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Applying high-order finite element methods to general 3D curved domains requires carefully constructed meshes with properly curved elements . A common approach to construct such curved meshes is to generate straight-sided meshes and curve the mesh entities on domain boundaries to the required order by inserting high-order edge (or face) nodes. A major problem with this procedure is that a number of elements typically become invalid (resulting in negative determinant of the Jacobian over a portion of the element) or poorly shaped after being curved . In order to tackle this problem and support the needs of SciDAC applications (e.g. linear accelerator design at SLAC), a mesh curving service has been developed to construct valid and well-shaped curved elements. The mesh curving service is able to work in parallel to support large scale applications that require sufficiently refined partitioned curved meshes.
The mesh curving service is being developed as part of the ITAPS component software - MeshAdapt, and now has two major functionalities: 1) curved mesh creation for straight sided mesh over general 3D domains both in serial and in parallel, and 2) shape quality optimization of 3D curved meshes including element invalidity check and correction.
In curved mesh creation, the mesh curving service takes as inputs a CAD model of the domain of interest (such as Parasolid and Acis models), a valid straight-sided mesh of that domain and the classification information (the association of the mesh entities with the corresponding model entities) , then inserts high-order nodes to mesh entities classified on model boundaries (mesh edges and/or faces) and properly moves these nodes to appropriate positions on the model boundary by parametric queries to the CAD engines. The shape quality optimization functionality evaluates the shape quality of the curved mesh elements, including those that are invalid and performs local mesh modification and explicit nodal smoothing procedures to eliminate invalid elements and improve the overall shape quality of the rest valid elements. In the meantime it maintains the geometric approximation by keeping the nodes properly placed on the curved geometric boundary. The mesh curving service is currently able to work with unstructured meshes both in serial and parallel. When integrated with parallel straight sided element mesh generation tools, the service is able to effectively generate valid partitioned curved meshes with hundreds of millions of elements in parallel.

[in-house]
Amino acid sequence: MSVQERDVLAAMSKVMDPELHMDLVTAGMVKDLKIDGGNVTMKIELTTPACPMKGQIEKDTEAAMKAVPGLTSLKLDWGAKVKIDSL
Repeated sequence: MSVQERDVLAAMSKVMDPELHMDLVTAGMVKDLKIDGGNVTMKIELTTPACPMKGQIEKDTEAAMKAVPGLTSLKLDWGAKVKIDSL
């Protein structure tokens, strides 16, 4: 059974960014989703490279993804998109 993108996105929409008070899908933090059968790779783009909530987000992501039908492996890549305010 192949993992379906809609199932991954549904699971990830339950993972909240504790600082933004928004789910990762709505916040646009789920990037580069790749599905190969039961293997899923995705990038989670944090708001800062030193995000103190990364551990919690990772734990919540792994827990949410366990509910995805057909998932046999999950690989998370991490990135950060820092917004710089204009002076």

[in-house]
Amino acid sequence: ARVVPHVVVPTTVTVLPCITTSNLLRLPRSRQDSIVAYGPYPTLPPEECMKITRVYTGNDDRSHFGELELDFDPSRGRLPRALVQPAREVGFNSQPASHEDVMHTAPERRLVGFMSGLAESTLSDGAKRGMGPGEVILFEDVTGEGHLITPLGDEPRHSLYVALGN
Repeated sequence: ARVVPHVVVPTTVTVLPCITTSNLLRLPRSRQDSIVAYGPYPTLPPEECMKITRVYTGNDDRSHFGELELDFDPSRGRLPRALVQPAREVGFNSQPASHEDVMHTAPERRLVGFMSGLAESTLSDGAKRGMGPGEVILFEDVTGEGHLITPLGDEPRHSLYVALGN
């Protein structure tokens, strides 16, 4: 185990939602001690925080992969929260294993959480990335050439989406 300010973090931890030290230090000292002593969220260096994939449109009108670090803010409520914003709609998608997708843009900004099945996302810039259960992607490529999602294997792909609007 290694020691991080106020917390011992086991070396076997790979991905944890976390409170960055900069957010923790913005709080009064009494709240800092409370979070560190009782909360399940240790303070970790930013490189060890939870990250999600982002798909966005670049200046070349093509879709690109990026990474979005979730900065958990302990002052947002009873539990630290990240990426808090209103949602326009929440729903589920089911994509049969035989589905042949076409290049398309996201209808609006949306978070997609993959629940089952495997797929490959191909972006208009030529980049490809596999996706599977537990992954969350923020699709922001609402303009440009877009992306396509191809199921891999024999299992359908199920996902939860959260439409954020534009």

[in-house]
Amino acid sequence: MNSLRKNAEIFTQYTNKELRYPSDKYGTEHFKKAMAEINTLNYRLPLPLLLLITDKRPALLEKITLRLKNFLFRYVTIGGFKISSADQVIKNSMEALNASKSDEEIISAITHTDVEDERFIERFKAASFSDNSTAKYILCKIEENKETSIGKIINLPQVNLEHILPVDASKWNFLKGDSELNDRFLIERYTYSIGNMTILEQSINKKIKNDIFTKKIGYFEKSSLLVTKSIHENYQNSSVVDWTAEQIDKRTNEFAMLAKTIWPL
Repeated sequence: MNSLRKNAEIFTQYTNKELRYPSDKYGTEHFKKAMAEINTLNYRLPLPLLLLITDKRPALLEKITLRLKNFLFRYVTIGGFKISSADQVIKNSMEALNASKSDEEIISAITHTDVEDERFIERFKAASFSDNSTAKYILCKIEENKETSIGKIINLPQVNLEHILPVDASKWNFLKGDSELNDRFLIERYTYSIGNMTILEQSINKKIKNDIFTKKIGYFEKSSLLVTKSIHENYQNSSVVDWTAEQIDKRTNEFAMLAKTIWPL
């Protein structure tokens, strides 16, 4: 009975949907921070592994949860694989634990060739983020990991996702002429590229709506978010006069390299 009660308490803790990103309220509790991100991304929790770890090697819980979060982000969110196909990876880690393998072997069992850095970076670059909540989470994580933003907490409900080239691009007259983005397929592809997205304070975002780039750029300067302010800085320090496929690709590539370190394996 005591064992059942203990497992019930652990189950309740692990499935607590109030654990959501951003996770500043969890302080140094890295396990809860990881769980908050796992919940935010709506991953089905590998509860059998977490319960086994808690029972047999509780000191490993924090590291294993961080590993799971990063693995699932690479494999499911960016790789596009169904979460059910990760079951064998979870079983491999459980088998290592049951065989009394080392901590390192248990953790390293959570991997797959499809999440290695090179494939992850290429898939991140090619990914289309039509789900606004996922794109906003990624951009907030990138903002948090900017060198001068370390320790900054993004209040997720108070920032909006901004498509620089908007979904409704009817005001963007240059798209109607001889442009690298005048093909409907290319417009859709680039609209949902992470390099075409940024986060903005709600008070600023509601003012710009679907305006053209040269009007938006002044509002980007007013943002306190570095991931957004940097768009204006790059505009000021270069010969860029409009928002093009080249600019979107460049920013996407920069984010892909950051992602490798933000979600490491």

The mesh curving service performs a set of local mesh modification and explicit nodal smoothing operations to eliminate the invalid elements. They are applied in an incremental manner as well as a specific order . The modification procedures are built upon a set of unit topological modifications including collapse, split, swap, etc. Internally it uses Bezier polynomials to represent the mesh geometry. The mesh region validity check and correction takes advantage of the bounding property of the Bezier polynomials which ensures that the determinant of Jacobian of the element in its closure is always positive and is independent of the chosen integration scheme in the high order finite element method . In the situation where the given mesh uses different shape representation methods such as Lagrange polynomials, the conversion between the original representation and the Bezier method is processed before and after applying the tool.
In parallel, inter-processor communications are taken into consideration when constructing mesh cavities across partition boundaries. With the support of other ITAPS software (IPComMan and iMeshP), the curved mesh entities needed by modification operations can be efficiently migrated from one partition to another to construct the cavities. Inter-processor communication is also used for unifying data attached to the mesh entities shared among multiple partitions.
The mesh curving service has been successfully applied to curvilinear meshes being simulated by the SLAC National Accelerator Laboratory (SLAC) in the large-scale electromagnetic modeling. Large parallel curved meshes are needed to ensure resolution and accuracy of the simulation results. So far the largest mesh curved by the mesh curving service is a partitioned mesh with more than 180 million curved tetrahedral elements on a model of two linear accelerator cavities. It was generated in parallel with 64 cores. Figure 1 is an example of a partitioned curved mesh generated in parallel for the accelerator cavity model. The valid curvilinear meshes not only make the time-domain simulations stable but also make the execution time up to 30% faster due to better condition matrices.
The mesh curving service is implemented as part of MeshAdapt which is an ITAPS component software. For more information and download, see MeshAdapt webpage at (www.scorec.rpi.edu/MeshAdapt)
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